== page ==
Today, 6.5 million Americans over age 65 have a severe visual impairment. Experts predict that by 2030, rates of severe vision loss will double among the country’s aging population.
The risk of low vision and blindness increases significantly with age, particularly in those over age 65.
Macular degeneration, glaucoma, diabetic retinopathy and cataracts have a combined impact on 15% of those over the age of 80. 10% of people by the age of 80 are impacted by macular degeneration alone.
As baby boomers age our society is experiencing a dramatic increase in the number of patients who need additional support when they leave the hospital. Solutions in Low Vision helps improve the resources necessary to provide that support for this growing area of need.
Legislation driving our programs:
In 2014 the Improving Medicare Post-Acute Care Transformation Act was passed, which has led to changes in nursing homes and home health agencies in the way their performance is measured. The Centers for Medicare & Medicaid Services (CMS) rate post-acute care providers in order to help patients to better determine which facility or agency has the best outcomes, thereby potentially improving the expected level of care.
Patients with low vision often experience poor outcomes when they leave the hospital. They can be expected to have:
- An increased risk of falls and fractures, making it more likely the person will be admitted to a hospital or nursing home, become disabled or die prematurely.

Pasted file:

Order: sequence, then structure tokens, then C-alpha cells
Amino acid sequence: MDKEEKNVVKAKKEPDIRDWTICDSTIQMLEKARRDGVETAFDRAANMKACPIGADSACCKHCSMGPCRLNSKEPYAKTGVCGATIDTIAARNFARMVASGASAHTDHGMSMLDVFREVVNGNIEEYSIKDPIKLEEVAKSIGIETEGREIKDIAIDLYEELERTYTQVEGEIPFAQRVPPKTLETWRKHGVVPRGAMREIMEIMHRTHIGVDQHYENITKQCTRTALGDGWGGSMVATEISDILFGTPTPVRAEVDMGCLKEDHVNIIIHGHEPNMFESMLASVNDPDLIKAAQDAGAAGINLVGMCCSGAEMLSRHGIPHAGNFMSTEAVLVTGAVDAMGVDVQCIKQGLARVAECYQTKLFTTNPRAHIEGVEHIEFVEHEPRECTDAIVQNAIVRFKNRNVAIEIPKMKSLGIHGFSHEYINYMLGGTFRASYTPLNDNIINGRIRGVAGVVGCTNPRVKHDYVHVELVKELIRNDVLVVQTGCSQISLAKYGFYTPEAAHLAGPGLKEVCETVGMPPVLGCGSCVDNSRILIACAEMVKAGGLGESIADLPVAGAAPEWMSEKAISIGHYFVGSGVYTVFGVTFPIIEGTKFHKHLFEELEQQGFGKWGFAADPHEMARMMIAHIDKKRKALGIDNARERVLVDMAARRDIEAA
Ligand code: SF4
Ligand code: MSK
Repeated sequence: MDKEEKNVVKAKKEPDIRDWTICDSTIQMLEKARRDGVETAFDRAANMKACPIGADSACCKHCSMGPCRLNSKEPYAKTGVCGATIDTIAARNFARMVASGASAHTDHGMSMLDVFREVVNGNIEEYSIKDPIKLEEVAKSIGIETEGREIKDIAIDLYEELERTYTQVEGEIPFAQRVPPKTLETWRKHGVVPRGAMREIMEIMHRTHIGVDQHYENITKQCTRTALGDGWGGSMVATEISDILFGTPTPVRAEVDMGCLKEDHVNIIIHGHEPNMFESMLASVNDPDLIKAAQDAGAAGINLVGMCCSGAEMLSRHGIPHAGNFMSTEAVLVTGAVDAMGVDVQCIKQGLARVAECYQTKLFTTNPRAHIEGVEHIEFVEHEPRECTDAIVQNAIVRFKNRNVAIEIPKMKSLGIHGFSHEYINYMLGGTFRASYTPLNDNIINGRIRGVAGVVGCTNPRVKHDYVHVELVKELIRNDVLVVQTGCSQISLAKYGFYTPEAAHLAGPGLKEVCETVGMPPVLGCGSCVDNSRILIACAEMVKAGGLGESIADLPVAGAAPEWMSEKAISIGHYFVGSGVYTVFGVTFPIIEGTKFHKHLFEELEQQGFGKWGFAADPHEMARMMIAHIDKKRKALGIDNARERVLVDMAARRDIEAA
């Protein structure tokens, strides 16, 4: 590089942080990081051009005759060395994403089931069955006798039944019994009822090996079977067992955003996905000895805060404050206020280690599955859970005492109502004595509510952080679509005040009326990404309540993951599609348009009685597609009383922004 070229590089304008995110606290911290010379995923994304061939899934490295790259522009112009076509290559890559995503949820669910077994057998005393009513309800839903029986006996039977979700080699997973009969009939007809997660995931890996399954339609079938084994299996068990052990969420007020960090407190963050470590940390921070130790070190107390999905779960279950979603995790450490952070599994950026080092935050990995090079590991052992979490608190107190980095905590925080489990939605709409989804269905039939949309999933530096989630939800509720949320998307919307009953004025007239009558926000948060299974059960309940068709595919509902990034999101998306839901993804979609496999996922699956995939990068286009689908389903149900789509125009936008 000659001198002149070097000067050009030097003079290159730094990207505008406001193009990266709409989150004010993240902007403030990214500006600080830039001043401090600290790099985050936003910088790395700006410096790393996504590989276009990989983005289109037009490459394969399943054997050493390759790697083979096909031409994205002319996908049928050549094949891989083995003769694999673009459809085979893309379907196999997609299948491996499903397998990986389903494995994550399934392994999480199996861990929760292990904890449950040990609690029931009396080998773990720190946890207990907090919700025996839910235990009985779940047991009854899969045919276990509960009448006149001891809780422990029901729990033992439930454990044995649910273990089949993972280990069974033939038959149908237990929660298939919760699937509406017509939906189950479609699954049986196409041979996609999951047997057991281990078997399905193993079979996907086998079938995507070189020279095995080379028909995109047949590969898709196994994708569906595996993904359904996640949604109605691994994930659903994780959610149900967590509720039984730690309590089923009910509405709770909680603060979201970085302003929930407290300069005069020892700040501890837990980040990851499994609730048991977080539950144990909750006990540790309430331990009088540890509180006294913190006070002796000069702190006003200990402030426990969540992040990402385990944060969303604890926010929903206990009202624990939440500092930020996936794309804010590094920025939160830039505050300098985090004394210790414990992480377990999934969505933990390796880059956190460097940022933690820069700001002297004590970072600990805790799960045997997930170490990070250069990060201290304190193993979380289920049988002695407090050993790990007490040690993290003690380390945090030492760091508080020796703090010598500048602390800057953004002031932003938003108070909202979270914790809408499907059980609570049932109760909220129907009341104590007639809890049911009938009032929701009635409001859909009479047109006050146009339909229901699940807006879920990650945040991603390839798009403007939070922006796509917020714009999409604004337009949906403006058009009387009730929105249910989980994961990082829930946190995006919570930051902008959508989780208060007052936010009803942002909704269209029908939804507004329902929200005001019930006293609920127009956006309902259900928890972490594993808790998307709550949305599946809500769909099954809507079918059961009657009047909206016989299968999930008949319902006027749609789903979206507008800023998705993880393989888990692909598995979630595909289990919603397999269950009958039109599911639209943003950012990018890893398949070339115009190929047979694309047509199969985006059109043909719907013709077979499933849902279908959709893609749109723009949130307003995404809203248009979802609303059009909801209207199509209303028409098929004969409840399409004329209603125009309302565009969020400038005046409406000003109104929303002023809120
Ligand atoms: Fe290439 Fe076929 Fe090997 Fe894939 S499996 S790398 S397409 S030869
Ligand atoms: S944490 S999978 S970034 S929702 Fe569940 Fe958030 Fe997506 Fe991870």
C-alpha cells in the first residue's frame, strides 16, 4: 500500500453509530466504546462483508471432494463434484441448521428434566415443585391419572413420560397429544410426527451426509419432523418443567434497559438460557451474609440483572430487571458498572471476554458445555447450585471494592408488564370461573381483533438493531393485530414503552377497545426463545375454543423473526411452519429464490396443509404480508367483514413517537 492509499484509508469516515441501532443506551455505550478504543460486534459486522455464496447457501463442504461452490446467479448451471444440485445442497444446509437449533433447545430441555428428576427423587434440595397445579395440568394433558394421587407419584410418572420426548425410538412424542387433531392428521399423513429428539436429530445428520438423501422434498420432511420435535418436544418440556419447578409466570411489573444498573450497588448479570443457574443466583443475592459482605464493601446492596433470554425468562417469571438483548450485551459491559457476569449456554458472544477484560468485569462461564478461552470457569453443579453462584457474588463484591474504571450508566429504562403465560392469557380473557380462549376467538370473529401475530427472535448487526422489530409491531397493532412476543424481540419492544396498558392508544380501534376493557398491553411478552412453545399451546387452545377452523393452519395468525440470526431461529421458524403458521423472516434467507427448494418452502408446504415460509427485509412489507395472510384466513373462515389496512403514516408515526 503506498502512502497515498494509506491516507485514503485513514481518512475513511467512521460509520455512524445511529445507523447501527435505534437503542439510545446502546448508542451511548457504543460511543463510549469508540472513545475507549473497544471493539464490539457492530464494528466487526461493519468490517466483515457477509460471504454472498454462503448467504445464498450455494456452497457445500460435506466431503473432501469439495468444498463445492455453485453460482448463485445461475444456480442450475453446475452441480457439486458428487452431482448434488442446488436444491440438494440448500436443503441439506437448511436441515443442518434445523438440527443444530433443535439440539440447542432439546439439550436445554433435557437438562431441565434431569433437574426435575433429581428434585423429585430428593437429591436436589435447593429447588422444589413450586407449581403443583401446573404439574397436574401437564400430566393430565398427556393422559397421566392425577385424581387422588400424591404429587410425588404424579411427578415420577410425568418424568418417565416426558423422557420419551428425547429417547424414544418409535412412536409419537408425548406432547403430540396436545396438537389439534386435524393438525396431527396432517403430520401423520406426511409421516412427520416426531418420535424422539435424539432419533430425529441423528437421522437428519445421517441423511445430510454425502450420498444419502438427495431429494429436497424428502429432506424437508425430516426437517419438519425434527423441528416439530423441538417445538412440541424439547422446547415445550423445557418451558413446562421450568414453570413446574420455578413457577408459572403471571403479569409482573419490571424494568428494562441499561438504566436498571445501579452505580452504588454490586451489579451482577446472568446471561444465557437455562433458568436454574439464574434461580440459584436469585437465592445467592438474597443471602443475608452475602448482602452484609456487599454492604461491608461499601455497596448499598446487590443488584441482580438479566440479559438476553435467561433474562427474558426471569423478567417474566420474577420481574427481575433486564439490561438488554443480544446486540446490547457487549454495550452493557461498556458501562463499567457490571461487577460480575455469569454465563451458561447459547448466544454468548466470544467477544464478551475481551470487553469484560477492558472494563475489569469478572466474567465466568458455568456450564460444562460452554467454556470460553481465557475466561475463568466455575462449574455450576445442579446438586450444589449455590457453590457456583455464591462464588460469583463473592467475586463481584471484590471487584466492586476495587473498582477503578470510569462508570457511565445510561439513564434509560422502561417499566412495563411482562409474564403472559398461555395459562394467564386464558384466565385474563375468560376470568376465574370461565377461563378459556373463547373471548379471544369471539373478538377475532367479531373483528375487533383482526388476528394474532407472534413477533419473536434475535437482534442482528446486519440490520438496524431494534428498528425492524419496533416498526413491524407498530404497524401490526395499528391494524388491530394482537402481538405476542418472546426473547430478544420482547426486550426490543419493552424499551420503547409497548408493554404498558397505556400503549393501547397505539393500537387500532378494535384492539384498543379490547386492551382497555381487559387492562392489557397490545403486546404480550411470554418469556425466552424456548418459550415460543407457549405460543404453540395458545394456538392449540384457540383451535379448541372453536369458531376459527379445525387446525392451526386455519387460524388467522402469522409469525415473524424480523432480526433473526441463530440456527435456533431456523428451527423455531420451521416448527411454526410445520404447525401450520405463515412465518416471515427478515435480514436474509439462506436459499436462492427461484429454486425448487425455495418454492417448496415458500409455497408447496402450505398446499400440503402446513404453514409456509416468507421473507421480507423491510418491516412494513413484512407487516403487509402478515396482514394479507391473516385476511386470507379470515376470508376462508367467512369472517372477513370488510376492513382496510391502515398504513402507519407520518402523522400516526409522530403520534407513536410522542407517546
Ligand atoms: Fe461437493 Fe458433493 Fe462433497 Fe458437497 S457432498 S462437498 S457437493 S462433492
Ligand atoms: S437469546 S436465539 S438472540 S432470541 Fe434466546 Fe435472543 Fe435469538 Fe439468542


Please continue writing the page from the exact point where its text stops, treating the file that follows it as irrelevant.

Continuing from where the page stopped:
- An increased risk of depression. Older adults with low vision are 31% more likely to suffer from the effects of depression.
- Difficulty identifying medications, which can lead to drug-related errors that affect their health. Medicines have become the fifth leading cause of death among seniors. Forty percent of seniors take five or more prescription drugs a week, and 12% take more than 10.
- Difficulty bathing, dressing, and walking around the house. Approximately 1.8 million elderly in this country (not living in nursing homes) report some difficulty with the above activities.
As a result of these outcomes, the CMS has added the area of mobility to their ratings system.
Mobility means the support necessary to help aging Americans as they navigate within their environment-through the use of walkers, or other supportive equipment, e.g.
Solutions in Low Vision provides the training and support that post-acute care providers need as they encounter an increased number of patients with mobility issues as they age.